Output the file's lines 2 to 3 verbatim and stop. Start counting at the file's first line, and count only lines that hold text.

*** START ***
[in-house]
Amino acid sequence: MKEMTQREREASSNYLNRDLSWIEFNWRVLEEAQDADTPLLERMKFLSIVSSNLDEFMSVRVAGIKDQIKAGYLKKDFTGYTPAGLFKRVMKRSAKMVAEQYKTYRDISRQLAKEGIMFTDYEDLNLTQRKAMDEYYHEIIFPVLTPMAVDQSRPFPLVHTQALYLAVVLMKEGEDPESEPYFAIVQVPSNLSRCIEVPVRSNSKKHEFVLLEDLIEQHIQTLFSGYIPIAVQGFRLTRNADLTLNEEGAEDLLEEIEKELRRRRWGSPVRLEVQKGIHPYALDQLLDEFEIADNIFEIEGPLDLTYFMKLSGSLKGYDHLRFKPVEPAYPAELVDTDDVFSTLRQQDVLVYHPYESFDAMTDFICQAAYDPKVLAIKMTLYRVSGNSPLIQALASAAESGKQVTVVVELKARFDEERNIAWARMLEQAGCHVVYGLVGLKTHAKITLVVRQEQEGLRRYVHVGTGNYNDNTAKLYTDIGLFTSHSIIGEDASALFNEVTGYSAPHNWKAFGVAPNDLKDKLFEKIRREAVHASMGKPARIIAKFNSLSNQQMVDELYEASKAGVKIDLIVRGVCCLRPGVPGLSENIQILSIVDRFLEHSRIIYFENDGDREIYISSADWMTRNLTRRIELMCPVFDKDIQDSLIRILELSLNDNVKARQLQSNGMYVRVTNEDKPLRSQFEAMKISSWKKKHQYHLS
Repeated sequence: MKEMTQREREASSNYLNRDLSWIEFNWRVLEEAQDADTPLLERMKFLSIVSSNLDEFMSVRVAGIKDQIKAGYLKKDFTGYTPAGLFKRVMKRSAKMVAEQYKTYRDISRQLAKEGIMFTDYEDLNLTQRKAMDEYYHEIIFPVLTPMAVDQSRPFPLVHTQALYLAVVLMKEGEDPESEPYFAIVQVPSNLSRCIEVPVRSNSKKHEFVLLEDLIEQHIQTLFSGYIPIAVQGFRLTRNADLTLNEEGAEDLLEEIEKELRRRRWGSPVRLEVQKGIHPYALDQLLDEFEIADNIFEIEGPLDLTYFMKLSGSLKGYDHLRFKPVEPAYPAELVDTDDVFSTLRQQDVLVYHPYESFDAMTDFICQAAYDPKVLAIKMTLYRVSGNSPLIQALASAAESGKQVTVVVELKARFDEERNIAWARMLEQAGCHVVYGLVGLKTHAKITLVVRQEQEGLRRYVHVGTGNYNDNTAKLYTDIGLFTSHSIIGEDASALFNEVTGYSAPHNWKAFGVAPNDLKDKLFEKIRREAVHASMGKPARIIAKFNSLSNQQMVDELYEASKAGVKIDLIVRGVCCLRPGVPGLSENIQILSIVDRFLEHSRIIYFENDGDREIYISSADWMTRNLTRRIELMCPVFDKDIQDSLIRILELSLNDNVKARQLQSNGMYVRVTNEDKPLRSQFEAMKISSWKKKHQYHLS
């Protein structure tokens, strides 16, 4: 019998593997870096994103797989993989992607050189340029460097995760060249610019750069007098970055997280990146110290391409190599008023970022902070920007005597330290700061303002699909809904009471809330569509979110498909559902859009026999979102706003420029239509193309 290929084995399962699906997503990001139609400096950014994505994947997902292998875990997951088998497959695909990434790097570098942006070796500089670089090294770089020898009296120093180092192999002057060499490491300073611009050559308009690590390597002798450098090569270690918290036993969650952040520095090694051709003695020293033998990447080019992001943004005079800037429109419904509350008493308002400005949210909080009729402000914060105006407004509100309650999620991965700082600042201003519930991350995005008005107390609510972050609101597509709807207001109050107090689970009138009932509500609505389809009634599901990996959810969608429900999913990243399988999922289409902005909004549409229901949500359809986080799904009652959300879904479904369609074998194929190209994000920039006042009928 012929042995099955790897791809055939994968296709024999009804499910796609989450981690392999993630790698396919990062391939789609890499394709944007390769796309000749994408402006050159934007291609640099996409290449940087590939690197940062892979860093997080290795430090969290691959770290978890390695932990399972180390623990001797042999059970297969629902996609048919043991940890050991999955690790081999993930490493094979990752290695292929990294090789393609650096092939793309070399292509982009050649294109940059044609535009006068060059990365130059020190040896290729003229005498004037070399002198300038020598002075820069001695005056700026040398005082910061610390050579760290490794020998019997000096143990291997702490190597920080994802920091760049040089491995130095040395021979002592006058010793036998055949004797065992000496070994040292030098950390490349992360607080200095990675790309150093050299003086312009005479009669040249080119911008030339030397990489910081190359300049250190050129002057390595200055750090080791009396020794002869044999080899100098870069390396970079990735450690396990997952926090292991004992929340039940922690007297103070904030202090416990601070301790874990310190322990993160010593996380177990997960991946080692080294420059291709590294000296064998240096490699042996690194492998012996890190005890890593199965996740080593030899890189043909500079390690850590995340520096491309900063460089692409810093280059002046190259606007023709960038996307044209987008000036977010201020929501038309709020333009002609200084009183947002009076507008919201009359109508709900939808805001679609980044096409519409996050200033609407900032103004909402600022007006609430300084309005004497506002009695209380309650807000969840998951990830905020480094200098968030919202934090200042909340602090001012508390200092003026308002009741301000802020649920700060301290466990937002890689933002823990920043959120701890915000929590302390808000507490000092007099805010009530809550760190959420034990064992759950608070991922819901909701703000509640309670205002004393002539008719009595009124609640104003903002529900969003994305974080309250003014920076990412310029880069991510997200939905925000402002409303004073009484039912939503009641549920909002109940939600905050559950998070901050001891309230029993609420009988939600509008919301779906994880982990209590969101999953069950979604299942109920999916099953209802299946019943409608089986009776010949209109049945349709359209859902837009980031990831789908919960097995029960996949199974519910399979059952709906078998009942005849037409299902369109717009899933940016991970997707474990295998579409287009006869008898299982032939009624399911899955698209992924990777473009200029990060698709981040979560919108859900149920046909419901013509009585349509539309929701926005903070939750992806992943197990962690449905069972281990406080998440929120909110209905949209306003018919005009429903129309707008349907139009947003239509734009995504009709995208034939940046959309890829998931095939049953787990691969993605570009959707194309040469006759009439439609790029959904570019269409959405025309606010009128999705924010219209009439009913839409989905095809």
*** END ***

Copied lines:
Amino acid sequence: MKEMTQREREASSNYLNRDLSWIEFNWRVLEEAQDADTPLLERMKFLSIVSSNLDEFMSVRVAGIKDQIKAGYLKKDFTGYTPAGLFKRVMKRSAKMVAEQYKTYRDISRQLAKEGIMFTDYEDLNLTQRKAMDEYYHEIIFPVLTPMAVDQSRPFPLVHTQALYLAVVLMKEGEDPESEPYFAIVQVPSNLSRCIEVPVRSNSKKHEFVLLEDLIEQHIQTLFSGYIPIAVQGFRLTRNADLTLNEEGAEDLLEEIEKELRRRRWGSPVRLEVQKGIHPYALDQLLDEFEIADNIFEIEGPLDLTYFMKLSGSLKGYDHLRFKPVEPAYPAELVDTDDVFSTLRQQDVLVYHPYESFDAMTDFICQAAYDPKVLAIKMTLYRVSGNSPLIQALASAAESGKQVTVVVELKARFDEERNIAWARMLEQAGCHVVYGLVGLKTHAKITLVVRQEQEGLRRYVHVGTGNYNDNTAKLYTDIGLFTSHSIIGEDASALFNEVTGYSAPHNWKAFGVAPNDLKDKLFEKIRREAVHASMGKPARIIAKFNSLSNQQMVDELYEASKAGVKIDLIVRGVCCLRPGVPGLSENIQILSIVDRFLEHSRIIYFENDGDREIYISSADWMTRNLTRRIELMCPVFDKDIQDSLIRILELSLNDNVKARQLQSNGMYVRVTNEDKPLRSQFEAMKISSWKKKHQYHLS
Repeated sequence: MKEMTQREREASSNYLNRDLSWIEFNWRVLEEAQDADTPLLERMKFLSIVSSNLDEFMSVRVAGIKDQIKAGYLKKDFTGYTPAGLFKRVMKRSAKMVAEQYKTYRDISRQLAKEGIMFTDYEDLNLTQRKAMDEYYHEIIFPVLTPMAVDQSRPFPLVHTQALYLAVVLMKEGEDPESEPYFAIVQVPSNLSRCIEVPVRSNSKKHEFVLLEDLIEQHIQTLFSGYIPIAVQGFRLTRNADLTLNEEGAEDLLEEIEKELRRRRWGSPVRLEVQKGIHPYALDQLLDEFEIADNIFEIEGPLDLTYFMKLSGSLKGYDHLRFKPVEPAYPAELVDTDDVFSTLRQQDVLVYHPYESFDAMTDFICQAAYDPKVLAIKMTLYRVSGNSPLIQALASAAESGKQVTVVVELKARFDEERNIAWARMLEQAGCHVVYGLVGLKTHAKITLVVRQEQEGLRRYVHVGTGNYNDNTAKLYTDIGLFTSHSIIGEDASALFNEVTGYSAPHNWKAFGVAPNDLKDKLFEKIRREAVHASMGKPARIIAKFNSLSNQQMVDELYEASKAGVKIDLIVRGVCCLRPGVPGLSENIQILSIVDRFLEHSRIIYFENDGDREIYISSADWMTRNLTRRIELMCPVFDKDIQDSLIRILELSLNDNVKARQLQSNGMYVRVTNEDKPLRSQFEAMKISSWKKKHQYHLS